Each month, a Northeast Wisdom voice is offering a reflection on a chapter from Bruno Barnhart’s The Future of Wisdom.  This month, it’s my turn with Chapter 3, “Movement II: The Eastern Turn.”  I admittedly found Chapters 1 and 2 a bit of a slog (somewhat overly academic and technical in language), but not without enough incandescent gems scattered along the way to keep me turning the pages.  For me, Chapter 3, however, hit the ground running! Here, Bruno brings the experience of nondual consciousness front and center, and (fascinatingly) ties it to baptismal identity (of all things!).  When I first read this book over a decade ago, this linking didn’t make much sense to me—it felt strange and forced, and left me scratching my head.  Reading it now, the same idea lit up for me beautifully.  "Little by little..." they say.  I’ll summarize and comment on some of Bruno’s main points from this chapter as we go. Bruno begins by looking at the 20th century encounter of Christianity with what he calls “the Asian spiritual traditions”—Hinduism, Buddhism, and Taoism.  He points out that this encounter has significantly altered the way Christians think of “meditation”—less as “a process of reflection

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A Virtual Holy Week Retreat

Participation in Mystery Schools and Wisdom Schools both as a student and as a teacher has attuned me to the impact that holy days of all the traditions have on the energy field of our planet—and, therefore, on each of us. Intentional participation in the remembrance of these times not only draws us into their power and mystery, but also gives us an opportunity to deepen their effects. The marking of the Christian Holy Week—that period between Palm Sunday and Easter—can open us more deeply to power of sacrifice, liberation, and abiding love. The marking of the Christian Holy Week—that period between Palm Sunday and Easter—can open us more deeply to the power of its deepest meaning. The deep streams of betrayal, abandonment, death, love, fidelity, and sacrifice all flow together into a great river of confluence in our marking of Holy Week. Riding the currents of this great river, we are brought to a deeper understanding of what was being manifested and transacted in the Passion Mystery and of what is being asked of us in our lives. I am excited about this upcoming Holy Week Virtual Retreat and am particularly enthused about this program drawing together people who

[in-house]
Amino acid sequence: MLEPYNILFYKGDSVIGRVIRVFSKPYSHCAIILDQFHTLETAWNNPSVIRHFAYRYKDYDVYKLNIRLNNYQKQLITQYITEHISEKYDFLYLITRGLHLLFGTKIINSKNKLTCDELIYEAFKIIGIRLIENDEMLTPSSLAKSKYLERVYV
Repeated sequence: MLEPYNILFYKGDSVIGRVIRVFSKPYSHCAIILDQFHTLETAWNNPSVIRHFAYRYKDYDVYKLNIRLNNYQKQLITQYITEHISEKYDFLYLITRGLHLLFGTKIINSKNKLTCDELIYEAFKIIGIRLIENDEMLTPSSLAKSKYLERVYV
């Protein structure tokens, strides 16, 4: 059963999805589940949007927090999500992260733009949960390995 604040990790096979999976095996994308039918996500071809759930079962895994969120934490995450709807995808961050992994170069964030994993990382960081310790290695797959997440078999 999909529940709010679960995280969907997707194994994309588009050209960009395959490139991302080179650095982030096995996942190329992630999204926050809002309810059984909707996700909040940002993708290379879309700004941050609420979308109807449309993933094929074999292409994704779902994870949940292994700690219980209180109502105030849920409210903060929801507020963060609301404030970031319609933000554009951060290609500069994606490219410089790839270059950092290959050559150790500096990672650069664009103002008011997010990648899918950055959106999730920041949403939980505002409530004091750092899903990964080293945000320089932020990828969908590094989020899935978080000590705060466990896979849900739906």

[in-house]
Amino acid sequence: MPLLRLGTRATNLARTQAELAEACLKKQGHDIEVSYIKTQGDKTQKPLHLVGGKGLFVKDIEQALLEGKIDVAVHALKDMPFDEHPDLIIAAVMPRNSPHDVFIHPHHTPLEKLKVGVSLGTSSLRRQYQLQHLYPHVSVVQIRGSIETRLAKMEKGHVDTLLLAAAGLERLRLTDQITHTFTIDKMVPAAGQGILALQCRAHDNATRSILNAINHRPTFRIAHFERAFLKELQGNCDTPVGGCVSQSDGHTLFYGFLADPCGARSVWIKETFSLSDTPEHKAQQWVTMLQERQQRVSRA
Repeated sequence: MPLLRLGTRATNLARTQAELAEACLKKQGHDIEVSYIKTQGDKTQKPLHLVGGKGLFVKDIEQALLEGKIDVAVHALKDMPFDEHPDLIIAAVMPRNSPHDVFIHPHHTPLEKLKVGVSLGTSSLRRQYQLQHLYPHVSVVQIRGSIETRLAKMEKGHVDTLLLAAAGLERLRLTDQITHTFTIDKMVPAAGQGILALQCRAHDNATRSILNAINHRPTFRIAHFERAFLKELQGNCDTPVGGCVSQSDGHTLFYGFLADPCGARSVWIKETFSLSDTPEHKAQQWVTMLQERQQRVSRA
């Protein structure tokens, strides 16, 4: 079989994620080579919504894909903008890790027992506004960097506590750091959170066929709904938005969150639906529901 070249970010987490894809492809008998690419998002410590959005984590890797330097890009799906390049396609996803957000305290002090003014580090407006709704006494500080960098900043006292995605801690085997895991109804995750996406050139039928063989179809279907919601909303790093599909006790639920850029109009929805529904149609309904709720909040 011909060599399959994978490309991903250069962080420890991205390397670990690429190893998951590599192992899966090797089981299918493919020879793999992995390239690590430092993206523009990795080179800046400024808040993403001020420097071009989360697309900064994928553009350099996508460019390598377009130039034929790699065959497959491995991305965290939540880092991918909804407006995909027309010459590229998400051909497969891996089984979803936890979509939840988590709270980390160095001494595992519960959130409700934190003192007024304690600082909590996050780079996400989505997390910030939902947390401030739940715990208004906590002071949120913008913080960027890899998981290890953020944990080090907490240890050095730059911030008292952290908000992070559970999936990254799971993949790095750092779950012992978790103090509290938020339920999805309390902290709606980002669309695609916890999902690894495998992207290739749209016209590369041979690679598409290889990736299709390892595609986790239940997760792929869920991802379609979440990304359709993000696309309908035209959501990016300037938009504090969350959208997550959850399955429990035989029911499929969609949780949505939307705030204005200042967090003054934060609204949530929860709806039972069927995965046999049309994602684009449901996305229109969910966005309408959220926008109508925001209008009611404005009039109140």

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On the Imaginal

"I was delighted to receive this wonderfully creative exploration of imaginal reality by my student Josh Tysinger. Aside from simply his completely singular and wondrous mind itself, Josh’s claim to fame around our Wisdom network is that he was the one who stepped forward to journey closely with Beatrice Bruteau during her last few years of her life and the one who expedited getting her archive safely delivered to Emory University. Josh is her direct lineage bearer, and you will hear a bit of her voice and sparkle speaking through this mind-bending (to say the least) imaginal rhapsody." ~ Cynthia Over the past months, our teacher Cynthia Bourgeault has articulated her pioneering and breath-taking research into perspectives on the imaginal realm. Invigorated by her beautiful meditations on this most sacred of spaces, I broach this subject with only the most humble of intentions of initiating dialogue onto how it plays out in daily life. These are my personal beliefs inspired by her musings on the imaginal – ones I hope are in step with Cynthia’s own views on the matter. ~ Joshua To begin, I perceive the imaginal as connected with an intermediary flow-through area existing between the unconscious and

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Bruno Barnhart’s Movement I: The Sapiential Awakening

Bruno Barnhart brought me right into life in the world when he opened the second chapter of The Future of Wisdom with the words, "Wisdom begins in wonder. Something profound awakens when a child opens a book and finds its pages full of light, the words radiant even though their meanings remain indistinct." He ends this first paragraph of the second chapter, entitled, "Movement I: The Sapiential Awakening," saying: "spiritual wisdom… is always a beginning… a simple, luminous fullness" and that, in the "cold clarity of the modern West, it is often the poets who catalyze the awakening of a sapiential consciousness." Bruno leads us on a spiral journey through the Christian sapiential tradition, beginning with three quick, broad strokes. The first—the Awakening! above—speaks to the reader directly and personally, and comes out of his own spiritual awakening as a young person. It sets the tone, alerting the reader that this is about a living Wisdom, not a concept, or shell of an idea. The second stroke takes us from poets and children, enchantment, eager spirits and new discoveries to the event of Christ as "the coming of the divine Wisdom to humanity as a human person." This, is real.